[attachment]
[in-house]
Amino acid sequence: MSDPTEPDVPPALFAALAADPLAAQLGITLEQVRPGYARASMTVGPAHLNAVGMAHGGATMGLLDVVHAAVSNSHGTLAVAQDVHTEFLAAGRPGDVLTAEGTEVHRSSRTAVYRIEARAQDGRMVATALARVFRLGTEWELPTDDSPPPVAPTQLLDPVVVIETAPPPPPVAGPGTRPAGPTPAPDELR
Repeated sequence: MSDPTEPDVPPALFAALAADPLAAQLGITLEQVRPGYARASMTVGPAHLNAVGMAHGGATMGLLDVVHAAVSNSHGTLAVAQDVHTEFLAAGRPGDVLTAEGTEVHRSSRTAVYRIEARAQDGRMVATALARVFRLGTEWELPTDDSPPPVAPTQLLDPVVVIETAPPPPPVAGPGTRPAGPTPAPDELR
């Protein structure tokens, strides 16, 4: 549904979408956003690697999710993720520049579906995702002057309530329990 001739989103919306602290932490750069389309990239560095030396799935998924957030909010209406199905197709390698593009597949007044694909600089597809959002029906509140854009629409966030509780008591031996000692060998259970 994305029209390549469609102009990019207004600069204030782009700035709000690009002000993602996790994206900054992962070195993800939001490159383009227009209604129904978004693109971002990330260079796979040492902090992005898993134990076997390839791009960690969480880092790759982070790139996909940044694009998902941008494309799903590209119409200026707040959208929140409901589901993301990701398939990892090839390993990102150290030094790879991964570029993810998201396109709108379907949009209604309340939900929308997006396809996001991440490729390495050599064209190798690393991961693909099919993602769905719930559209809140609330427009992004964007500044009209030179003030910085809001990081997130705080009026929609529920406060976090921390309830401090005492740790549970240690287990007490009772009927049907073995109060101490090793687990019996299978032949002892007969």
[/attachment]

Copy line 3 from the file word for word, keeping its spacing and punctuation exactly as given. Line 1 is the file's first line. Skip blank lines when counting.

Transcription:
Repeated sequence: MSDPTEPDVPPALFAALAADPLAAQLGITLEQVRPGYARASMTVGPAHLNAVGMAHGGATMGLLDVVHAAVSNSHGTLAVAQDVHTEFLAAGRPGDVLTAEGTEVHRSSRTAVYRIEARAQDGRMVATALARVFRLGTEWELPTDDSPPPVAPTQLLDPVVVIETAPPPPPVAGPGTRPAGPTPAPDELR